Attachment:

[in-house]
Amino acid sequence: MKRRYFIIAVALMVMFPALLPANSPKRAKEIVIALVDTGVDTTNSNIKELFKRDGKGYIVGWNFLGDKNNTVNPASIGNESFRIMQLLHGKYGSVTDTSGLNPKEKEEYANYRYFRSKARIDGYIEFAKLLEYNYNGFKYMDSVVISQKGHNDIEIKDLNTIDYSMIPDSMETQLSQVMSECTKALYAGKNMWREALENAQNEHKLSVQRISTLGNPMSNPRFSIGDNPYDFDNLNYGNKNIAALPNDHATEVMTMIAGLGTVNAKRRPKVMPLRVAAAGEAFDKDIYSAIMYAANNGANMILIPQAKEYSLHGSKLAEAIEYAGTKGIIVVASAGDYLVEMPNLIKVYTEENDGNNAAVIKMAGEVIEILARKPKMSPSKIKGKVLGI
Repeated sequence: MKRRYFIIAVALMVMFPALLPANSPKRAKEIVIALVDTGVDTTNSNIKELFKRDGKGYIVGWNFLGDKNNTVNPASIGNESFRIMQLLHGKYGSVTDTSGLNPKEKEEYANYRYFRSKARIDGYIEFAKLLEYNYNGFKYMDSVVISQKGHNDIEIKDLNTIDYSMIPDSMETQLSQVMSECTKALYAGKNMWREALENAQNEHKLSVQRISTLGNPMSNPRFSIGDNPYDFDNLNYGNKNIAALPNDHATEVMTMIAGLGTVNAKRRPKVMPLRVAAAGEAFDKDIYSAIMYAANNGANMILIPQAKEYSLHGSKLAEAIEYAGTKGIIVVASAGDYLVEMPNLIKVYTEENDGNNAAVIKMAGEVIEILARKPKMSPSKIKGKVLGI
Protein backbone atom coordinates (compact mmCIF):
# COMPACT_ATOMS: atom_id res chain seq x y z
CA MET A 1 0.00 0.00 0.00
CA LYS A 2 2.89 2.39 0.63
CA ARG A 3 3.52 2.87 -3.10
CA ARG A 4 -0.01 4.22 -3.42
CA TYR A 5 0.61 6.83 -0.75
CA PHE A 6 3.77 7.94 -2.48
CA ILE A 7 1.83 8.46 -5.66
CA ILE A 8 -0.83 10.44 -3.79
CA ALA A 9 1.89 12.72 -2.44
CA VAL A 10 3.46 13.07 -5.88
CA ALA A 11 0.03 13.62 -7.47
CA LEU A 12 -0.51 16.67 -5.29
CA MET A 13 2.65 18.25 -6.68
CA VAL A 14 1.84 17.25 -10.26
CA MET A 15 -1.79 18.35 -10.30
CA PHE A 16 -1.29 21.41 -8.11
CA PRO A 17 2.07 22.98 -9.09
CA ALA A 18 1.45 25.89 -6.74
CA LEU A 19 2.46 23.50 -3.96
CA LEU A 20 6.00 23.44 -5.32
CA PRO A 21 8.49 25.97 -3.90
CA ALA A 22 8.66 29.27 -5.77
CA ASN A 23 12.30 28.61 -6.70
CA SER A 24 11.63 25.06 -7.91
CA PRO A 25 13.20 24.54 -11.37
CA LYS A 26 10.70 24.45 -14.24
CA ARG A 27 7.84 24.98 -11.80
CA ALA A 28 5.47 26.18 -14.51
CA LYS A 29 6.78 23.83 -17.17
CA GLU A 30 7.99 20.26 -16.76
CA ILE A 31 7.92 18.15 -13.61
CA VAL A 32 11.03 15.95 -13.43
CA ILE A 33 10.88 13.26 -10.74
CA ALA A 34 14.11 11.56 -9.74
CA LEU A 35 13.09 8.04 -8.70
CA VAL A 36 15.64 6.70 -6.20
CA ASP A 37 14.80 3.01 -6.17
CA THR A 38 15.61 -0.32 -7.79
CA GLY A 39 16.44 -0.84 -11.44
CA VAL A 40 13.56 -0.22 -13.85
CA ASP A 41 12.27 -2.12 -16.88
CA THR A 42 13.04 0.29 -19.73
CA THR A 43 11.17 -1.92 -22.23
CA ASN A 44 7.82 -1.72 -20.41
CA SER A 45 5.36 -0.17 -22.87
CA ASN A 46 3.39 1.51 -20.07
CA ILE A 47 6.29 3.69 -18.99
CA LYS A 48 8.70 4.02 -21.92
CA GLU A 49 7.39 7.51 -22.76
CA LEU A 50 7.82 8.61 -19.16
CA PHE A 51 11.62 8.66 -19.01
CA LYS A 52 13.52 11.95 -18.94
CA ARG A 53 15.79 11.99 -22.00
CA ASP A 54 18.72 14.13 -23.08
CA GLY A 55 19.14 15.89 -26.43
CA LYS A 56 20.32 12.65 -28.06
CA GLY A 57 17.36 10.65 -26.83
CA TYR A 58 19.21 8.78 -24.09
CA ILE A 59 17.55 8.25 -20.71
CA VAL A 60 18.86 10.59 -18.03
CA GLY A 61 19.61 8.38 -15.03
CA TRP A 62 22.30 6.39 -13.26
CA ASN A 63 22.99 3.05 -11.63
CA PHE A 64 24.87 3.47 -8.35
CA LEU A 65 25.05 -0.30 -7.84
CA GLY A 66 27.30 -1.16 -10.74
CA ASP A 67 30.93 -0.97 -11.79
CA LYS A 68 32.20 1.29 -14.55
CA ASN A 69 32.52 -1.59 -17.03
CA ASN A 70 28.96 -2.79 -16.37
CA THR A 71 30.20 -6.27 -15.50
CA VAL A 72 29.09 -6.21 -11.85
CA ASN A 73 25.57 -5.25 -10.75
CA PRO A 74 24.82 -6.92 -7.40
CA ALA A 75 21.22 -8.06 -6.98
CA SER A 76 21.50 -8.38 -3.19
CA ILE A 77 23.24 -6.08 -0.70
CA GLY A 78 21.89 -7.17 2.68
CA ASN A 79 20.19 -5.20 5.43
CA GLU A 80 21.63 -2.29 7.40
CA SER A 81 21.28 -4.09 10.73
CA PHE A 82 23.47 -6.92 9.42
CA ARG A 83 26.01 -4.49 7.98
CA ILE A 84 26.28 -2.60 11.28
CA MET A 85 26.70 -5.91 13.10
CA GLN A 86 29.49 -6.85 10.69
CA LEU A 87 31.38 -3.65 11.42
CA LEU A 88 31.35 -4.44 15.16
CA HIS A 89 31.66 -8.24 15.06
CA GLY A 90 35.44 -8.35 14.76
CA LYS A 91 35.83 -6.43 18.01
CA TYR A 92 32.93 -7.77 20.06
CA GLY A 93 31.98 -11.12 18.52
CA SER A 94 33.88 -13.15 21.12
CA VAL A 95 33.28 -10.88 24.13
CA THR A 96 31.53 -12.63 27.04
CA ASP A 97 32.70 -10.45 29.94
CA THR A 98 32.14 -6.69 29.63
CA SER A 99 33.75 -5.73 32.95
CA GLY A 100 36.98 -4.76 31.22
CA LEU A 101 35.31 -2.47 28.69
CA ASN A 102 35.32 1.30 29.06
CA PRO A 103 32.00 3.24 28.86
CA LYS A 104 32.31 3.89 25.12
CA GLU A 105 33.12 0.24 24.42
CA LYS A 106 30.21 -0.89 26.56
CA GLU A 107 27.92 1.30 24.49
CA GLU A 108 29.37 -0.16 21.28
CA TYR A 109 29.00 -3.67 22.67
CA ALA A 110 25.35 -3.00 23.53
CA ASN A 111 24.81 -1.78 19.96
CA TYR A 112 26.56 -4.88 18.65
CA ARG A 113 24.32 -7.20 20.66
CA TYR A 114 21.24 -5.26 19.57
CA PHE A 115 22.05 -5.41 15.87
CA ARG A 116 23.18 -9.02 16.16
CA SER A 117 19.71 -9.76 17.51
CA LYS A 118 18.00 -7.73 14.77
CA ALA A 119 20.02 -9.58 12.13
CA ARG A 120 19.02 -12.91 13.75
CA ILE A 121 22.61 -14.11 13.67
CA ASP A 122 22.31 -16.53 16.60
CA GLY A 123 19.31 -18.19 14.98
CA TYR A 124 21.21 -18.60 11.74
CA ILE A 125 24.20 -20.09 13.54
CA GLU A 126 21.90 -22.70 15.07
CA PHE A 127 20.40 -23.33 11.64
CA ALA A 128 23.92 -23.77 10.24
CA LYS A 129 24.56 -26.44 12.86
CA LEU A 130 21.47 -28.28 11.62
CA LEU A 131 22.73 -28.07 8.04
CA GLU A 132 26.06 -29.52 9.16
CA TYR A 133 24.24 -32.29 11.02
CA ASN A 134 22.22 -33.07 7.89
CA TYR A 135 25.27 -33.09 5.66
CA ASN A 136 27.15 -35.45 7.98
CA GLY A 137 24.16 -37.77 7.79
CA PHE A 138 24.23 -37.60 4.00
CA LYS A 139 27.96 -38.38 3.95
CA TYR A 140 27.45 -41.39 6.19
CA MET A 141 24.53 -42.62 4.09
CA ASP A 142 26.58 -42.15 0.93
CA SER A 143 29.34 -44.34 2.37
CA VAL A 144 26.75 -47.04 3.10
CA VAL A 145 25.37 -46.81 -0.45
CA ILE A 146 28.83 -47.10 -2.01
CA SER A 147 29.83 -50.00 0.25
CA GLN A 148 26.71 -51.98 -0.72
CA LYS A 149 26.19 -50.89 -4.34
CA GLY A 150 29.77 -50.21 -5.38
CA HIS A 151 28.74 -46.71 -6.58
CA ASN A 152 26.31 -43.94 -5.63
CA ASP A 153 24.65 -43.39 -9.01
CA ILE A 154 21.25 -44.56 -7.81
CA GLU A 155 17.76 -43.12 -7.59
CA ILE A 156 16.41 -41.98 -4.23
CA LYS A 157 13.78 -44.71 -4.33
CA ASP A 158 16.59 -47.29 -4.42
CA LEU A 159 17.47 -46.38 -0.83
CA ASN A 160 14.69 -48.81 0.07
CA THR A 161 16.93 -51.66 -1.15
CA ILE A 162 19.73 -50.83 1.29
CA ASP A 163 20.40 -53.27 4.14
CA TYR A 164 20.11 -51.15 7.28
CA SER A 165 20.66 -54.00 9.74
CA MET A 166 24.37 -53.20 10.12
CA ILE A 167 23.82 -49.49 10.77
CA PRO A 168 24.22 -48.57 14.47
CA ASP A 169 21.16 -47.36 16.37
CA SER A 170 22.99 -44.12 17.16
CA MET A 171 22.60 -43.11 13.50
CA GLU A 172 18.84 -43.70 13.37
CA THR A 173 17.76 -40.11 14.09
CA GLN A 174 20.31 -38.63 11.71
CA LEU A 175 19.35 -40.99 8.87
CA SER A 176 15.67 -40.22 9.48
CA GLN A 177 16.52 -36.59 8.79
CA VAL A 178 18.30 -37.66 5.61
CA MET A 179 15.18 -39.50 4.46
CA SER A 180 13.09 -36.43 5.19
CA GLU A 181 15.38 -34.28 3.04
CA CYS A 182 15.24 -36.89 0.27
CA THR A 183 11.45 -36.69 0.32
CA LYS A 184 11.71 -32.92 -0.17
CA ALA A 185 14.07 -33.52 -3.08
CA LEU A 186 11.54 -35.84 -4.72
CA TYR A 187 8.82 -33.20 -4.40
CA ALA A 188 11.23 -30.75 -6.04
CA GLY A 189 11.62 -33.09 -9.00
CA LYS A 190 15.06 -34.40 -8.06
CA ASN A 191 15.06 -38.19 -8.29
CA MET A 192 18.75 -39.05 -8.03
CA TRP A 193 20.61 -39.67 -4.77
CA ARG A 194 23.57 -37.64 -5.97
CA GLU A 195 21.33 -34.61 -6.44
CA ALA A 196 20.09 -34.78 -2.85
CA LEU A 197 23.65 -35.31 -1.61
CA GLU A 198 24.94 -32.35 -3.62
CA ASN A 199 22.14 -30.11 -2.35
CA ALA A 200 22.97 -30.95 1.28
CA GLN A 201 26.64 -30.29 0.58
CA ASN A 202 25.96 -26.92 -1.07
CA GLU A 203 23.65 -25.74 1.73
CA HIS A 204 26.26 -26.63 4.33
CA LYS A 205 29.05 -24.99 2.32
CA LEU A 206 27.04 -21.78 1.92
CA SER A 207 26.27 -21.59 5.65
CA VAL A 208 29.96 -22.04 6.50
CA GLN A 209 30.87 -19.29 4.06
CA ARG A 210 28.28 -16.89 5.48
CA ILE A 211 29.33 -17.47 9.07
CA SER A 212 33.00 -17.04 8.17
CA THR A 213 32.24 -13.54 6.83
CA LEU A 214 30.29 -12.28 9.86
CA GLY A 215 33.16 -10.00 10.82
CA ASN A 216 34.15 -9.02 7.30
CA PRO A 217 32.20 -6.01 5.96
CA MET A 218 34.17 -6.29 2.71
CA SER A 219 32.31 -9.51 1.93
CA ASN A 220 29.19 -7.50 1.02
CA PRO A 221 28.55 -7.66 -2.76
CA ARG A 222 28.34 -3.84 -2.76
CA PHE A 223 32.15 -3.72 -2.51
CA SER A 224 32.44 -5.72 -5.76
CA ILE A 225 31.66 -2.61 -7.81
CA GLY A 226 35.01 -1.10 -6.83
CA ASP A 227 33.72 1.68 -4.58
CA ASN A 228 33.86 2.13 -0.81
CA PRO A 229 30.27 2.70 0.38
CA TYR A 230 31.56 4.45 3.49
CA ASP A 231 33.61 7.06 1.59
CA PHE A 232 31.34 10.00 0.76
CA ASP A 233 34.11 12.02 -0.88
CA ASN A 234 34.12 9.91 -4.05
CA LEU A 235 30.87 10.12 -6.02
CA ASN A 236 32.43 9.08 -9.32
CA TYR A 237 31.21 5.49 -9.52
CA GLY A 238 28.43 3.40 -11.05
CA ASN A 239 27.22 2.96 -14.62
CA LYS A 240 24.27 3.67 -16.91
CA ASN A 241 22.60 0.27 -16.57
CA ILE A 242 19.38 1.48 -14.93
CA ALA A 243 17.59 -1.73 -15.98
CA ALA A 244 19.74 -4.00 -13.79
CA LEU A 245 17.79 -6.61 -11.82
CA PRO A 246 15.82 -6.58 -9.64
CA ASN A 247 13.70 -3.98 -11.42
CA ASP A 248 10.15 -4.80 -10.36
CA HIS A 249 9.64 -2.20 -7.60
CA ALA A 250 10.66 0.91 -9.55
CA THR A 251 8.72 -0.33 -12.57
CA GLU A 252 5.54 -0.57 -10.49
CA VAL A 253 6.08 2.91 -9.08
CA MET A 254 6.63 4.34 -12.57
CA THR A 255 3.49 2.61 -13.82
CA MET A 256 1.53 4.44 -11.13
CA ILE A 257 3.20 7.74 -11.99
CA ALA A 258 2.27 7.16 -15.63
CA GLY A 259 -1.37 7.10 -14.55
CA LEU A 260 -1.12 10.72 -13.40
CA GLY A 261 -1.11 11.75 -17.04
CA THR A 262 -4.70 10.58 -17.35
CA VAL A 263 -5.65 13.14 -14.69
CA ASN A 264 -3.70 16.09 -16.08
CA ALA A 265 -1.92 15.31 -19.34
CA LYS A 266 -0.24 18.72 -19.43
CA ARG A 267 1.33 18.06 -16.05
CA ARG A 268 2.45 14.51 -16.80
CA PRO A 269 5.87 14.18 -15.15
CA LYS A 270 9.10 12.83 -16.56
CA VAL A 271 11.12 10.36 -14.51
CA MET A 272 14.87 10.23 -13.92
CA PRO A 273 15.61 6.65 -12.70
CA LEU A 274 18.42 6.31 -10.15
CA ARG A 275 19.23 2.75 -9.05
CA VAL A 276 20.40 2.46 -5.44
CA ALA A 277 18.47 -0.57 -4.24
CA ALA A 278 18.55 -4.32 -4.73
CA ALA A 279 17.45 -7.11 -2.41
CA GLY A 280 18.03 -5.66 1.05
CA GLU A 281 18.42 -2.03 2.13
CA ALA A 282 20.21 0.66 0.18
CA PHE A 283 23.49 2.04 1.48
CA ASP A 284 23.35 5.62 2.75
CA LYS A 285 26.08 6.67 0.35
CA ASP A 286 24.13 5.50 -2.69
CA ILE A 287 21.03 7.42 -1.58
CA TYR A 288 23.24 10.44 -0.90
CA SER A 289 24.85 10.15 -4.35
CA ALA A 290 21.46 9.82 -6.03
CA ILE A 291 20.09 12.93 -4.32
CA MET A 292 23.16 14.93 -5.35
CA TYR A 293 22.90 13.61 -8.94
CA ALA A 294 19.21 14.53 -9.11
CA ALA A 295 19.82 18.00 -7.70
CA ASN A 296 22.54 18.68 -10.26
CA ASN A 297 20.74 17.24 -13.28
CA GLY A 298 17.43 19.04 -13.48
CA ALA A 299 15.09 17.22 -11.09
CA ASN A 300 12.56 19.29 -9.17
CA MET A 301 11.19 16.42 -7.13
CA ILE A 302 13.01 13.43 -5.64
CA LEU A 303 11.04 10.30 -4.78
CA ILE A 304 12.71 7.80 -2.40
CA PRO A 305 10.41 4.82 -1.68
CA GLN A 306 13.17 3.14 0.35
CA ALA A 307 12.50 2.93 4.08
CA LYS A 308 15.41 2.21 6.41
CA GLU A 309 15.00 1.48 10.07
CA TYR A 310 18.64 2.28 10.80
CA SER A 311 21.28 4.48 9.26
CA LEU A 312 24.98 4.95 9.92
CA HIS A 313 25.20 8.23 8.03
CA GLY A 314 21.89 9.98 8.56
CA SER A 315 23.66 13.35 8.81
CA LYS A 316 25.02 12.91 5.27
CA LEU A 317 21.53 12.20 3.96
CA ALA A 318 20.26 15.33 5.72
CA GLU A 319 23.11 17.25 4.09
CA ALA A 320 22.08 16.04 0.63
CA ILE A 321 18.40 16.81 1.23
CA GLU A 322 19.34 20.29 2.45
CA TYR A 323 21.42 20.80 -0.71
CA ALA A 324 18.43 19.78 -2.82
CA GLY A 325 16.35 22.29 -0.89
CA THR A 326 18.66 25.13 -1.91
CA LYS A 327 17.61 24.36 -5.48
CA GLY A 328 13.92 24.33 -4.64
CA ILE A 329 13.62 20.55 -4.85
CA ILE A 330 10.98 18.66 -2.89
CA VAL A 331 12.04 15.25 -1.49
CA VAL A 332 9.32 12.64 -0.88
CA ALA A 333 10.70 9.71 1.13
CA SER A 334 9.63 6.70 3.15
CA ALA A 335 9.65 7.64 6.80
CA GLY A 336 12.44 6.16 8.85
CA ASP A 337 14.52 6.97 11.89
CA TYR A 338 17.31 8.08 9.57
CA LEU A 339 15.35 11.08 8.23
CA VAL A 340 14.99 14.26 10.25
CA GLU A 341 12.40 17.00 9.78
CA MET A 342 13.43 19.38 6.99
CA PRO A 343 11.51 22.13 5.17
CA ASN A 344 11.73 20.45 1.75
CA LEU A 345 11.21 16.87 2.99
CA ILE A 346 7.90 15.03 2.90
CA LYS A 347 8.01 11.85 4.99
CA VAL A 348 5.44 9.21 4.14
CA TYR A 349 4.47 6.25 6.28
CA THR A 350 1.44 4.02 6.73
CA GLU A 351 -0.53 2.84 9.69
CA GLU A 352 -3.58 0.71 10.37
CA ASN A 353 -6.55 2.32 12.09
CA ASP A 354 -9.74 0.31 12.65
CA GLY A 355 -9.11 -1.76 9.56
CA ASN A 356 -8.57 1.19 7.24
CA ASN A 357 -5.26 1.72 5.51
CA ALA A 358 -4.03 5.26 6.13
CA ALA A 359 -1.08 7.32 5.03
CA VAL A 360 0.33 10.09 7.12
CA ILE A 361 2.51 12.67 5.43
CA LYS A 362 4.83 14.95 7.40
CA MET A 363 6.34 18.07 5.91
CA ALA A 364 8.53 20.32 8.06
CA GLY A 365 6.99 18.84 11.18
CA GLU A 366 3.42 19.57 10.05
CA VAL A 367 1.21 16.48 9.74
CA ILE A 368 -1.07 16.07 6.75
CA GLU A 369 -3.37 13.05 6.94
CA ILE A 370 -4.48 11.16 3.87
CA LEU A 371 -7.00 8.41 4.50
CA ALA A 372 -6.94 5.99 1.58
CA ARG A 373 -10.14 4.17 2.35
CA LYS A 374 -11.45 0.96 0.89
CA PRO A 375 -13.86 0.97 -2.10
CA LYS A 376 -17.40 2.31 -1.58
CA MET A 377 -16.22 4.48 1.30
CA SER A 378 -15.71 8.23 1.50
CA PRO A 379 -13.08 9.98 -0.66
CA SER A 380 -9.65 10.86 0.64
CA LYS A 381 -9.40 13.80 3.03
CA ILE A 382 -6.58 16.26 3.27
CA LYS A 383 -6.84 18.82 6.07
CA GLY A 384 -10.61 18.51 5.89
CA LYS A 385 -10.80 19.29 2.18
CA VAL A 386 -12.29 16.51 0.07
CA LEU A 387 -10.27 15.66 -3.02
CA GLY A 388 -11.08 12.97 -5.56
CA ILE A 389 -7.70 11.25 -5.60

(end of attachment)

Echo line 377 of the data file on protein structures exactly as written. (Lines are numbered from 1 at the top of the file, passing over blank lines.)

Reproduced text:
CA ALA A 372 -6.94 5.99 1.58